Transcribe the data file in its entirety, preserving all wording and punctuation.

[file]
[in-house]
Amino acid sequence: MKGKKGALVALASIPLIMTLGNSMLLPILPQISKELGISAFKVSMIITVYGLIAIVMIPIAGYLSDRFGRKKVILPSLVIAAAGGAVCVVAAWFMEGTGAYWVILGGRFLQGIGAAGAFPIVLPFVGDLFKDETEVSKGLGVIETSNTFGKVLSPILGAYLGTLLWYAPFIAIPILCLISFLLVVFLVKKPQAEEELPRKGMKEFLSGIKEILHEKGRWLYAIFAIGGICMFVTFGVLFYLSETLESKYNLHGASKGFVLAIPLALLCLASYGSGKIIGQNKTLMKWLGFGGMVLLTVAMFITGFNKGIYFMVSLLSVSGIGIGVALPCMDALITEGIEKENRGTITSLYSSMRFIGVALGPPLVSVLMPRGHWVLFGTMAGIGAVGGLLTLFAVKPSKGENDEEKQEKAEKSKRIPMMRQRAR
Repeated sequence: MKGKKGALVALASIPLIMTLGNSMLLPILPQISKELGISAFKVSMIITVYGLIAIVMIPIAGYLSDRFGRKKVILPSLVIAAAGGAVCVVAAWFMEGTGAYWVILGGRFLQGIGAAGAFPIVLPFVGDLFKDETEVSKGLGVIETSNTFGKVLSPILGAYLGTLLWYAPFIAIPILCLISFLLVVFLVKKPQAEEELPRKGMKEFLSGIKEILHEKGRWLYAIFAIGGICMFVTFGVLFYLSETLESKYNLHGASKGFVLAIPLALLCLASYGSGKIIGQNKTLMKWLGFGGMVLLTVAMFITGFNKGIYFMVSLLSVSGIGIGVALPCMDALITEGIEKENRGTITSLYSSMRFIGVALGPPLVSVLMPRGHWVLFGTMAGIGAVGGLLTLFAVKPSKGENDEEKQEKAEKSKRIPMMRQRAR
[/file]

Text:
[in-house]
Amino acid sequence: MKGKKGALVALASIPLIMTLGNSMLLPILPQISKELGISAFKVSMIITVYGLIAIVMIPIAGYLSDRFGRKKVILPSLVIAAAGGAVCVVAAWFMEGTGAYWVILGGRFLQGIGAAGAFPIVLPFVGDLFKDETEVSKGLGVIETSNTFGKVLSPILGAYLGTLLWYAPFIAIPILCLISFLLVVFLVKKPQAEEELPRKGMKEFLSGIKEILHEKGRWLYAIFAIGGICMFVTFGVLFYLSETLESKYNLHGASKGFVLAIPLALLCLASYGSGKIIGQNKTLMKWLGFGGMVLLTVAMFITGFNKGIYFMVSLLSVSGIGIGVALPCMDALITEGIEKENRGTITSLYSSMRFIGVALGPPLVSVLMPRGHWVLFGTMAGIGAVGGLLTLFAVKPSKGENDEEKQEKAEKSKRIPMMRQRAR
Repeated sequence: MKGKKGALVALASIPLIMTLGNSMLLPILPQISKELGISAFKVSMIITVYGLIAIVMIPIAGYLSDRFGRKKVILPSLVIAAAGGAVCVVAAWFMEGTGAYWVILGGRFLQGIGAAGAFPIVLPFVGDLFKDETEVSKGLGVIETSNTFGKVLSPILGAYLGTLLWYAPFIAIPILCLISFLLVVFLVKKPQAEEELPRKGMKEFLSGIKEILHEKGRWLYAIFAIGGICMFVTFGVLFYLSETLESKYNLHGASKGFVLAIPLALLCLASYGSGKIIGQNKTLMKWLGFGGMVLLTVAMFITGFNKGIYFMVSLLSVSGIGIGVALPCMDALITEGIEKENRGTITSLYSSMRFIGVALGPPLVSVLMPRGHWVLFGTMAGIGAVGGLLTLFAVKPSKGENDEEKQEKAEKSKRIPMMRQRAR